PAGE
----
Back-to-school season is upon us. The commercials flood your televisions touting deals and discounts for school supplies and fresh new fashions in anticipation of fall’s approach. If you’re heading off to college, you’re probably anxious and excited. If you have kids of your own, then one day you’ll be the one to make sure they’re well prepared and have everything they need. I’m not just talking about books and dorm room decorations. A solid plan to pay for school tuition, fees, and supplies is essential. Whether you’re a parent of a newborn or a graduate student yourself, now is the perfect time to take advantage of a college savings account called the 529.
What is a 529 account?
A 529 account is a college savings account that can be used for tuition, books, and other related expenses. It can be used at most accredited colleges, universities, vocational-technical schools, and even eligible foreign educational institutions. Any U.S. resident aged 18 years or older can invest in a state 529 plan. A beneficiary can also be assigned to an account, meaning that if your relatives want to open or contribute to your college savings, they can do so on your behalf. Not only will your college savings grow tax-free, but in some states your contributions will also be tax-deductible. That means even those who are already in college could get a tax break by paying for tuition through a college savings account.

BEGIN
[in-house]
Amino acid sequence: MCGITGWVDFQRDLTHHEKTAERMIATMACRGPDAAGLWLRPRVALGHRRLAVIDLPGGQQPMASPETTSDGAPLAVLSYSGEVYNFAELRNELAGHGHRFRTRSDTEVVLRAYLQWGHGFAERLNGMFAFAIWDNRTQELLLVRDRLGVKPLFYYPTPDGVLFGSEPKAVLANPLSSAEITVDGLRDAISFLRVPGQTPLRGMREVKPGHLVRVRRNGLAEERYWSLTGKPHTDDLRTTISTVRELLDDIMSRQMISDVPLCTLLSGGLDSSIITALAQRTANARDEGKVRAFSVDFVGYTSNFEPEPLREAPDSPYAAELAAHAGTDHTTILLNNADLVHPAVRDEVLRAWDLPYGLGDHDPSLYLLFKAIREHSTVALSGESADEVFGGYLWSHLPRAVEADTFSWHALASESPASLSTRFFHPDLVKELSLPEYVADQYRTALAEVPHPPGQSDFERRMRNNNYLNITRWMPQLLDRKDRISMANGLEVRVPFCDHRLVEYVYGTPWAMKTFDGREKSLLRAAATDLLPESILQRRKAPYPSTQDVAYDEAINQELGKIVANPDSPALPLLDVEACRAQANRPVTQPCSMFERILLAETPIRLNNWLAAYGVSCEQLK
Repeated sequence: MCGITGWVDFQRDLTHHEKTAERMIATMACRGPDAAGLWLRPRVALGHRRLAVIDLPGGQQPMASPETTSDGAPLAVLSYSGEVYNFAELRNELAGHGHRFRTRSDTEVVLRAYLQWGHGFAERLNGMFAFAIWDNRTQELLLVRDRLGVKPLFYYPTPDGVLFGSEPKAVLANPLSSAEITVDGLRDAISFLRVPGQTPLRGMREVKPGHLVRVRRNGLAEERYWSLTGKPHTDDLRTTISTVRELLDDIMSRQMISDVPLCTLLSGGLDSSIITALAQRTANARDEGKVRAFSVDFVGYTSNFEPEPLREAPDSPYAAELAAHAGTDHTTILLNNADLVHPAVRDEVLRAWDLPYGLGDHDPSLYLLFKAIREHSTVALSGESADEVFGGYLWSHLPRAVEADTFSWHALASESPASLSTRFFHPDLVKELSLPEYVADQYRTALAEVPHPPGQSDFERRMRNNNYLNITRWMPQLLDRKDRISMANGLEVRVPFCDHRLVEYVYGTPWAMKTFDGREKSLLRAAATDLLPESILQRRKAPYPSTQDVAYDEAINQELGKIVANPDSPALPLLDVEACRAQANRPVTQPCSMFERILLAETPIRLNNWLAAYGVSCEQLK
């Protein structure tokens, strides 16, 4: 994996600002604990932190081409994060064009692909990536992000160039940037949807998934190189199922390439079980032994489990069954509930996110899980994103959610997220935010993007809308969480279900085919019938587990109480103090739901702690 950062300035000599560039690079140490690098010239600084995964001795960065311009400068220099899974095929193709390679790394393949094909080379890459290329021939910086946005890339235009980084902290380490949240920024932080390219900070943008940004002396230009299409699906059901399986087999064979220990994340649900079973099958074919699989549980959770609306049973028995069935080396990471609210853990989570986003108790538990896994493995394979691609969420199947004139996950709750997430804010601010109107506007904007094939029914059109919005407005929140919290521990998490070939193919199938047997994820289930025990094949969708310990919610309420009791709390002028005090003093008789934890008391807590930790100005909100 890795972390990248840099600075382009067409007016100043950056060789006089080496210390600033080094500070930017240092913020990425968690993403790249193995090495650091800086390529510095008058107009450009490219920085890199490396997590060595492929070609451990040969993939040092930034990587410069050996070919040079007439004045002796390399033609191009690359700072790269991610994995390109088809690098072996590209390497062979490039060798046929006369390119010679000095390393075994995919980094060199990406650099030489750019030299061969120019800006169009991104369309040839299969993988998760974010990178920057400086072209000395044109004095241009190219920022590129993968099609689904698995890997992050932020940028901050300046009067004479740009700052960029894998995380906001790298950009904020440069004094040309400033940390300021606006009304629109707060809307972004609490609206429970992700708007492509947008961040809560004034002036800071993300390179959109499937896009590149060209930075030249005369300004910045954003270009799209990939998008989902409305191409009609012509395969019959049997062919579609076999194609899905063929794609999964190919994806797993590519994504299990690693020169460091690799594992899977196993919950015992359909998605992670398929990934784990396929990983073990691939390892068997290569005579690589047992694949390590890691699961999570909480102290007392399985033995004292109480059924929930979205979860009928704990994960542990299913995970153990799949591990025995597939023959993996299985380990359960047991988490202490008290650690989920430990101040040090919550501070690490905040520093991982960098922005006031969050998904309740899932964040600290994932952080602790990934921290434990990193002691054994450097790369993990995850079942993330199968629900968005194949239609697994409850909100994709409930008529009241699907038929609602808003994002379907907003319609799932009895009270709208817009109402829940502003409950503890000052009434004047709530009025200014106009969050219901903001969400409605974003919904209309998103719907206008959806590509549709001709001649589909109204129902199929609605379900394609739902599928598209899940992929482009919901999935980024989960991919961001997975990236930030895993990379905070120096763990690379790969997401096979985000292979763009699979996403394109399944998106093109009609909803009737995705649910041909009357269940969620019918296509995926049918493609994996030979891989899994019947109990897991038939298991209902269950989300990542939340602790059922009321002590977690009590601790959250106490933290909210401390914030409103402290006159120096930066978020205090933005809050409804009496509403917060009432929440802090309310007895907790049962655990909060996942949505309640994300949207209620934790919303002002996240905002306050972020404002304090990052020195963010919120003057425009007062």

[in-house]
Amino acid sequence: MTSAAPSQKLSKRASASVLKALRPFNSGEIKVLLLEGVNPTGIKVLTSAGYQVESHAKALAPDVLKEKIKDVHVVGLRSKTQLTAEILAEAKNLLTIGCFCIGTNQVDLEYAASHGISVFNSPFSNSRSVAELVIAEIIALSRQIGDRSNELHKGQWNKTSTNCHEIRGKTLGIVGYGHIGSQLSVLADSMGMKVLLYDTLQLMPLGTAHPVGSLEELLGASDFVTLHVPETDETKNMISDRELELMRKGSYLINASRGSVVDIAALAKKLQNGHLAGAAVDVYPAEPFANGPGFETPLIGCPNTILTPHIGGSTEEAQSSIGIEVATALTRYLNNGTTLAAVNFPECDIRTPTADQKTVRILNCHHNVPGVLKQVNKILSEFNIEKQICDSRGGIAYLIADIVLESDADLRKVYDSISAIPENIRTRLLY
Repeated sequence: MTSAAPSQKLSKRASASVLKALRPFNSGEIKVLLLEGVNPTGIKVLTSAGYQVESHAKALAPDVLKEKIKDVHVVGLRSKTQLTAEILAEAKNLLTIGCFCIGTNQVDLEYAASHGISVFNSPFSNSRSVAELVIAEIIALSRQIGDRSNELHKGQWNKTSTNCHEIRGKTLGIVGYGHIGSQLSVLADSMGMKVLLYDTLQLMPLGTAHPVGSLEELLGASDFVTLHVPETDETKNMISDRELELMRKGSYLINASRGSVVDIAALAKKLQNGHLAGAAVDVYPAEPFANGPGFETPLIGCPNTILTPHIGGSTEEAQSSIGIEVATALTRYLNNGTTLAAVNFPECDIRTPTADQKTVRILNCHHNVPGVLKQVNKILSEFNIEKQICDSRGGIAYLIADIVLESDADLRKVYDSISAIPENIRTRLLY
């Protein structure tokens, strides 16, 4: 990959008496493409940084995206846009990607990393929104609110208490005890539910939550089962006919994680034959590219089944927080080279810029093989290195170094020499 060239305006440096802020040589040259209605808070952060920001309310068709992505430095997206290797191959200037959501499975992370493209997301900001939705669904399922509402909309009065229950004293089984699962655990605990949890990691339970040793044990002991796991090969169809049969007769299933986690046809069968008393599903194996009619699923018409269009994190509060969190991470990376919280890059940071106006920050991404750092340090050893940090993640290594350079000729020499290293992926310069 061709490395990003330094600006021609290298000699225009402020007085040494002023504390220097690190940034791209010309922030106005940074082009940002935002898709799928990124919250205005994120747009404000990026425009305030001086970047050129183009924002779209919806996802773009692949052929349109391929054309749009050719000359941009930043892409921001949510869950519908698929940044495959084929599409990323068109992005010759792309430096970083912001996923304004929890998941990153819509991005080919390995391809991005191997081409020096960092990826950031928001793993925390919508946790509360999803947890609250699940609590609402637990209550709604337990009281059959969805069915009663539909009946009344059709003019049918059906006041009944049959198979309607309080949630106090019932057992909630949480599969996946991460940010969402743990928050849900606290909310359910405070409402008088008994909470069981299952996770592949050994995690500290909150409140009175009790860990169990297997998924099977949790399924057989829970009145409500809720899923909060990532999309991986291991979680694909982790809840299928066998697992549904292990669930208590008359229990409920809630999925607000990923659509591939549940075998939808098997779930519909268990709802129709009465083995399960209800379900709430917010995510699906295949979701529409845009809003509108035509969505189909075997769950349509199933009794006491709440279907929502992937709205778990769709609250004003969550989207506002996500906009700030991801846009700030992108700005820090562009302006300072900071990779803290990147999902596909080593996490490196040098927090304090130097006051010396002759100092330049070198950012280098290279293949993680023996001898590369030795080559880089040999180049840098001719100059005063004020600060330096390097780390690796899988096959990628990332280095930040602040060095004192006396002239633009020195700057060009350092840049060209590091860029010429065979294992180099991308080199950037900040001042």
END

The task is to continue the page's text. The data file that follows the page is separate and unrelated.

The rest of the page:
If you’re in school
Ready to open up your very own 529 account? You’ll want to first check that your school is eligible. Then, check to see if your state offers these great tax deductions for 529 contributions. When you sign up, be sure you are both the account owner and beneficiary, unless you are opening the 529 plan on behalf of another person. Now add some money to the account! Try to contribute the maximum amount that is tax-deductible in your state to get the most out of your tax yearly deduction (don’t forget to claim your contributions on your tax return!).
If you have a college-bound kid
If you’re opening the account for a child, start with what you can. Try the world’s simplest college cost calculator to see what it will take to fully fund your kiddo’s college costs. Some plans will allow you to set up an automatic monthly contribution. Even small amounts over time will add up. If your child doesn’t go to college, you can change the beneficiary of the account to another child, or even yourself for a course of study at a qualified accredited college.
Accessing your savings
Once it’s time to use your college savings, request a qualified withdrawal. Your withdrawal can go directly to your tuition or to your education expenses, like books, supplies, room and board, etc.
All 529 plans are not equal, so it's wise to compare and weigh all your options in your state of residence. When you've made your decision, get ready to make saving for college easier and reap the tax benefits, too!
Kristen Euretig, CFP®, owns Brooklyn Plans, LLC, a financial planning firm dedicated to helping today’s women.
These articles are for informational purposes only and do not constitute tax or financial advice. Individuals should contact their financial professional for assistance.